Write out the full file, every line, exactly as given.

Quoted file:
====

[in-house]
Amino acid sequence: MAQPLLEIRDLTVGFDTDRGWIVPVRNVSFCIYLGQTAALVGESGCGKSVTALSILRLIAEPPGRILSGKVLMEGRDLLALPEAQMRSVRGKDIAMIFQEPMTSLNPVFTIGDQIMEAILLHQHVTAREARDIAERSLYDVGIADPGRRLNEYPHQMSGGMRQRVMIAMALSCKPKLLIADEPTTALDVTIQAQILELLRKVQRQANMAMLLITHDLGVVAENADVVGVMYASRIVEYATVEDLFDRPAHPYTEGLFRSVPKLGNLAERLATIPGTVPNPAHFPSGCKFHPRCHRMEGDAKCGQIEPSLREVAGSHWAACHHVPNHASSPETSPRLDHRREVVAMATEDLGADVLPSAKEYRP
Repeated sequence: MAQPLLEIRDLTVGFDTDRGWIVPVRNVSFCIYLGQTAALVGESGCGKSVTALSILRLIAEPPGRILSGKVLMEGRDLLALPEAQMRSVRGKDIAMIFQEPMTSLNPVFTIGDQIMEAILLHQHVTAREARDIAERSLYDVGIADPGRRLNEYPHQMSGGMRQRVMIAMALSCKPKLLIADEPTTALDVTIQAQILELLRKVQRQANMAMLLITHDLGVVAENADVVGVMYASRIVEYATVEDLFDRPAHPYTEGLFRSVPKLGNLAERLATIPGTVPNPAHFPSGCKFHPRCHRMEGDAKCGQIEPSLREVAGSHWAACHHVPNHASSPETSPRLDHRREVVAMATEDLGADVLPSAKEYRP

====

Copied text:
[in-house]
Amino acid sequence: MAQPLLEIRDLTVGFDTDRGWIVPVRNVSFCIYLGQTAALVGESGCGKSVTALSILRLIAEPPGRILSGKVLMEGRDLLALPEAQMRSVRGKDIAMIFQEPMTSLNPVFTIGDQIMEAILLHQHVTAREARDIAERSLYDVGIADPGRRLNEYPHQMSGGMRQRVMIAMALSCKPKLLIADEPTTALDVTIQAQILELLRKVQRQANMAMLLITHDLGVVAENADVVGVMYASRIVEYATVEDLFDRPAHPYTEGLFRSVPKLGNLAERLATIPGTVPNPAHFPSGCKFHPRCHRMEGDAKCGQIEPSLREVAGSHWAACHHVPNHASSPETSPRLDHRREVVAMATEDLGADVLPSAKEYRP
Repeated sequence: MAQPLLEIRDLTVGFDTDRGWIVPVRNVSFCIYLGQTAALVGESGCGKSVTALSILRLIAEPPGRILSGKVLMEGRDLLALPEAQMRSVRGKDIAMIFQEPMTSLNPVFTIGDQIMEAILLHQHVTAREARDIAERSLYDVGIADPGRRLNEYPHQMSGGMRQRVMIAMALSCKPKLLIADEPTTALDVTIQAQILELLRKVQRQANMAMLLITHDLGVVAENADVVGVMYASRIVEYATVEDLFDRPAHPYTEGLFRSVPKLGNLAERLATIPGTVPNPAHFPSGCKFHPRCHRMEGDAKCGQIEPSLREVAGSHWAACHHVPNHASSPETSPRLDHRREVVAMATEDLGADVLPSAKEYRP